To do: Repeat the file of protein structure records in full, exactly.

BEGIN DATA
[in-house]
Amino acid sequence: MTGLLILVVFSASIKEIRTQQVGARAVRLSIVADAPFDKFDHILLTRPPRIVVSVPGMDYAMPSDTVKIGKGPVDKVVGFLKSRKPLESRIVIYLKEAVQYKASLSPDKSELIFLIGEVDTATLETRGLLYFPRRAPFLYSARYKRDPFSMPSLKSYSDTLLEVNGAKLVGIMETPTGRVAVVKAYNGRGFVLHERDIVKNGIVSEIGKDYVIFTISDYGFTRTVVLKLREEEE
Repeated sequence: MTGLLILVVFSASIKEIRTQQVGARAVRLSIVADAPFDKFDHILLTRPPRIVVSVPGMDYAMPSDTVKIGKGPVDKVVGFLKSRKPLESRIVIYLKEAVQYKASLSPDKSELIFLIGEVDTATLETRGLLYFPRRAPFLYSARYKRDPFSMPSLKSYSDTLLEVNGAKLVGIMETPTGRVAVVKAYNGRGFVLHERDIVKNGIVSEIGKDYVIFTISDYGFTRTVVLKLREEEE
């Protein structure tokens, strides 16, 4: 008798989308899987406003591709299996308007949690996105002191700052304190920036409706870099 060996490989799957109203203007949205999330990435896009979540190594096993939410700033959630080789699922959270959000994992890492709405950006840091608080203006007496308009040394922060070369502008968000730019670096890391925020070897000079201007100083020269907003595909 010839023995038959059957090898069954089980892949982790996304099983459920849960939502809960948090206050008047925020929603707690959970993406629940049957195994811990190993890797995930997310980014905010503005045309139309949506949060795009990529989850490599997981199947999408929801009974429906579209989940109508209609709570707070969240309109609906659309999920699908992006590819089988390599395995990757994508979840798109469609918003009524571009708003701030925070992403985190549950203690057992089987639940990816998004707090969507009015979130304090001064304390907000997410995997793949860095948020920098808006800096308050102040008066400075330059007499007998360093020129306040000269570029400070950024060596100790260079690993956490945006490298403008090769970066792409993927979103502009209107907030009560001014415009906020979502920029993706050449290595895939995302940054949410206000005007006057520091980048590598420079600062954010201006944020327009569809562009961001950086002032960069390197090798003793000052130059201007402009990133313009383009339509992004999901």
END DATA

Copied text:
[in-house]
Amino acid sequence: MTGLLILVVFSASIKEIRTQQVGARAVRLSIVADAPFDKFDHILLTRPPRIVVSVPGMDYAMPSDTVKIGKGPVDKVVGFLKSRKPLESRIVIYLKEAVQYKASLSPDKSELIFLIGEVDTATLETRGLLYFPRRAPFLYSARYKRDPFSMPSLKSYSDTLLEVNGAKLVGIMETPTGRVAVVKAYNGRGFVLHERDIVKNGIVSEIGKDYVIFTISDYGFTRTVVLKLREEEE
Repeated sequence: MTGLLILVVFSASIKEIRTQQVGARAVRLSIVADAPFDKFDHILLTRPPRIVVSVPGMDYAMPSDTVKIGKGPVDKVVGFLKSRKPLESRIVIYLKEAVQYKASLSPDKSELIFLIGEVDTATLETRGLLYFPRRAPFLYSARYKRDPFSMPSLKSYSDTLLEVNGAKLVGIMETPTGRVAVVKAYNGRGFVLHERDIVKNGIVSEIGKDYVIFTISDYGFTRTVVLKLREEEE
């Protein structure tokens, strides 16, 4: 008798989308899987406003591709299996308007949690996105002191700052304190920036409706870099 060996490989799957109203203007949205999330990435896009979540190594096993939410700033959630080789699922959270959000994992890492709405950006840091608080203006007496308009040394922060070369502008968000730019670096890391925020070897000079201007100083020269907003595909 010839023995038959059957090898069954089980892949982790996304099983459920849960939502809960948090206050008047925020929603707690959970993406629940049957195994811990190993890797995930997310980014905010503005045309139309949506949060795009990529989850490599997981199947999408929801009974429906579209989940109508209609709570707070969240309109609906659309999920699908992006590819089988390599395995990757994508979840798109469609918003009524571009708003701030925070992403985190549950203690057992089987639940990816998004707090969507009015979130304090001064304390907000997410995997793949860095948020920098808006800096308050102040008066400075330059007499007998360093020129306040000269570029400070950024060596100790260079690993956490945006490298403008090769970066792409993927979103502009209107907030009560001014415009906020979502920029993706050449290595895939995302940054949410206000005007006057520091980048590598420079600062954010201006944020327009569809562009961001950086002032960069390197090798003793000052130059201007402009990133313009383009339509992004999901």